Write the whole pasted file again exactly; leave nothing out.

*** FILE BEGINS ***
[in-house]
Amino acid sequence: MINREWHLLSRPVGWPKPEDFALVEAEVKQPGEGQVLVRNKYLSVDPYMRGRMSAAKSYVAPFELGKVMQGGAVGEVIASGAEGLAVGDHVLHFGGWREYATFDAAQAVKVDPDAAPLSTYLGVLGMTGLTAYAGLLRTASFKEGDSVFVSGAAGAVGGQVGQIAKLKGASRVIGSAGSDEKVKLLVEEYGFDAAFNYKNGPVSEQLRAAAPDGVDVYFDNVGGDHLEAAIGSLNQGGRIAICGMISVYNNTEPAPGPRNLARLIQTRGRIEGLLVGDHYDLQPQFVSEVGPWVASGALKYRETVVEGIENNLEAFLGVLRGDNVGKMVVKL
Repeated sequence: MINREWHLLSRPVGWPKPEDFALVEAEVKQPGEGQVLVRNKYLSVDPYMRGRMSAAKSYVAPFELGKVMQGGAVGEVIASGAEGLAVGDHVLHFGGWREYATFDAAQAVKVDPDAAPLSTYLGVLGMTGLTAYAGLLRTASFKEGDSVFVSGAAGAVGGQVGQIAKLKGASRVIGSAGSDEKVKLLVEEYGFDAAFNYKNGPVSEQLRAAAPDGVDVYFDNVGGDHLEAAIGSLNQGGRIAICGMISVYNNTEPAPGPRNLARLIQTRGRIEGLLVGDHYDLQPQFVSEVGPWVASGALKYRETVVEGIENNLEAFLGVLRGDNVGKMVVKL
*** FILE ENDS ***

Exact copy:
[in-house]
Amino acid sequence: MINREWHLLSRPVGWPKPEDFALVEAEVKQPGEGQVLVRNKYLSVDPYMRGRMSAAKSYVAPFELGKVMQGGAVGEVIASGAEGLAVGDHVLHFGGWREYATFDAAQAVKVDPDAAPLSTYLGVLGMTGLTAYAGLLRTASFKEGDSVFVSGAAGAVGGQVGQIAKLKGASRVIGSAGSDEKVKLLVEEYGFDAAFNYKNGPVSEQLRAAAPDGVDVYFDNVGGDHLEAAIGSLNQGGRIAICGMISVYNNTEPAPGPRNLARLIQTRGRIEGLLVGDHYDLQPQFVSEVGPWVASGALKYRETVVEGIENNLEAFLGVLRGDNVGKMVVKL
Repeated sequence: MINREWHLLSRPVGWPKPEDFALVEAEVKQPGEGQVLVRNKYLSVDPYMRGRMSAAKSYVAPFELGKVMQGGAVGEVIASGAEGLAVGDHVLHFGGWREYATFDAAQAVKVDPDAAPLSTYLGVLGMTGLTAYAGLLRTASFKEGDSVFVSGAAGAVGGQVGQIAKLKGASRVIGSAGSDEKVKLLVEEYGFDAAFNYKNGPVSEQLRAAAPDGVDVYFDNVGGDHLEAAIGSLNQGGRIAICGMISVYNNTEPAPGPRNLARLIQTRGRIEGLLVGDHYDLQPQFVSEVGPWVASGALKYRETVVEGIENNLEAFLGVLRGDNVGKMVVKL